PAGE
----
I have literally a hundred books on my wish list, and so I'm sure there are more recommendations to come.

Caroline Rennolds Milbank
-New York Fashion: The Evolution of American Style (My one most necessary book, as inspiration, American designer history, and visual reference)

Georgina Howell
-In Vogue: Sixty Years of International Celebrities and Fashion from British Vogue (This book covers 1918 to 1978, the year it was published. You can see the evolution of style year by year.)

Melody Fortier
-The Little Guide to Vintage Shopping: Insider Tips, Helpful Hints, Hip Shops

Jonathan Walford
-Shoes A-Z: Designers, Brands, Manufacturers and Retailers

Everyday Fashions As Pictured in Sears Catalogs (I have and can recommend the 20s, 30s, 40s, 50s and 60s)

Cally Blackman
-100 Years of Fashion Illustration

These were highly recommended by colleagues of mine (and have just been added to my very long wish list):

Harold Koda Richard Martin
-Flair: Fashion Collected by Tina Chow

Harriet Worsley
-In Vogue: Sixty Years of International Celebrities and Fashion from British Vogue Decades of Fashion (This book was published in 2000, and may be an update to the Howell that I mentioned above)

Nicole Jenkins
-Love Vintage (I know and greatly respect Nicole...I'm dying to read her book!)

If you have a favorite link not on Archivia’s list, or a favorite vintage clothing book...please leave a comment and let us know.


Happy exploring! 


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New Year's resolution: Wear vintage, stage 6


Vintage myth busting

My colleagues at the Vintage Fashion Guild helped me compile myths we often hear.

1. All vintage is small.

Absolutely not true. Although there are more vintage items in the XS, small and medium sizes, there is plenty in larger sizes.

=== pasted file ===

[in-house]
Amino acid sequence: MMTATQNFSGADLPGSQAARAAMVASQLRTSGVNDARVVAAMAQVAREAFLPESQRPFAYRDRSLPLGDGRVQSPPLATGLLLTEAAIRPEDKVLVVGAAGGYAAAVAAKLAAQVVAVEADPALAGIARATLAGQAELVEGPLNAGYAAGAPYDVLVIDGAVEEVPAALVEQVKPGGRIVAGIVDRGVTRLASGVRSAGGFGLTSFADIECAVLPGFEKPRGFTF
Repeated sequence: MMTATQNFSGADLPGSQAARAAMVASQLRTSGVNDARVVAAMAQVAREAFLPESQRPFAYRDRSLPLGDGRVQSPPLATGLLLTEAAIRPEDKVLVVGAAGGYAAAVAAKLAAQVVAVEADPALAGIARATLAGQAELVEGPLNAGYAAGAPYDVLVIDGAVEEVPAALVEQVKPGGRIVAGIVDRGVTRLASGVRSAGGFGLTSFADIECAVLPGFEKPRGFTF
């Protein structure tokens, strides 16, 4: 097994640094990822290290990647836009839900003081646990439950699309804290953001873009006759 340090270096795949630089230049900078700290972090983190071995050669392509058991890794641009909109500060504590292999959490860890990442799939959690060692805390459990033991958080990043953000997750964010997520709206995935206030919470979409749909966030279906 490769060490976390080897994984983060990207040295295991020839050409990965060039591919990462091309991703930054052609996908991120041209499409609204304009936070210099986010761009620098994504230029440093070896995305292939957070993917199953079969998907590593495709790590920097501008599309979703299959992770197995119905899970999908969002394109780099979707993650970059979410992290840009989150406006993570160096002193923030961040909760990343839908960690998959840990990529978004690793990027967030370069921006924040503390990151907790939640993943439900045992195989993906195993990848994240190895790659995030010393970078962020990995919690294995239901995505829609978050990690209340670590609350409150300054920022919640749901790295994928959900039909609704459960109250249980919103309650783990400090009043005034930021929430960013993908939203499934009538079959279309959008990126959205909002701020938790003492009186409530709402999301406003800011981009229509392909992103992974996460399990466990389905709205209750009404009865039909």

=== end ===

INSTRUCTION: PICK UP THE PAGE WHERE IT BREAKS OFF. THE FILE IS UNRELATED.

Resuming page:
Among other searches, search XL vintage dresses on Etsy. Search plus size vintage dresses on Etsy. Always check the measurements and compare them to your own, as I described in my post Understanding vintage sizes, ease to allow for a good fit.

If you are plus size and have questions, you might find an answer (and inspiration) in the honest and positive writing and photos by Va-Voom Vintage.

2. You can find all vintage at a thrift store cheap.

If you can, would you mind sending me the address of said thrift? If you love the thrill of the hunt, feel free to hunt—you may find something you love. In many places, thrift store vintage tends to be ordinary to lower quality 80s and newer. Some may live where there are great finds to be had, but many are not so lucky.

3. Everything that is listed as Mad Men dates from the era portrayed in the show.

Beware of popular keywords used to sell vintage items. I have seen 70s dresses listed as Mad Men, along with “flapper dresses” from the 1980s. Some popular keywords that I've seen used, shall we say, cavalierly: Mod, Hippie, Flapper, Gatsby, Titanic. There are more...many more. If you are looking for a vibe, and don't care when the item comes from, then you may be fine picking out a sequined dress made in India in the 80s and wearing it as a flapper. It may be the best choice among wearable clothes for the purpose. Just be informed so you don't pay authentic flapper prices!

4. The size tag in a vintage item is the current size.

I worked to cover this in Understanding vintage sizes, ease to allow for a good fit. I've seen people put down vintage size 14 items that would fit them perfectly because they are sure they would never wear a 14. Numbers are just numbers, and vintage numbers are particularly disconcerting to the modern mind.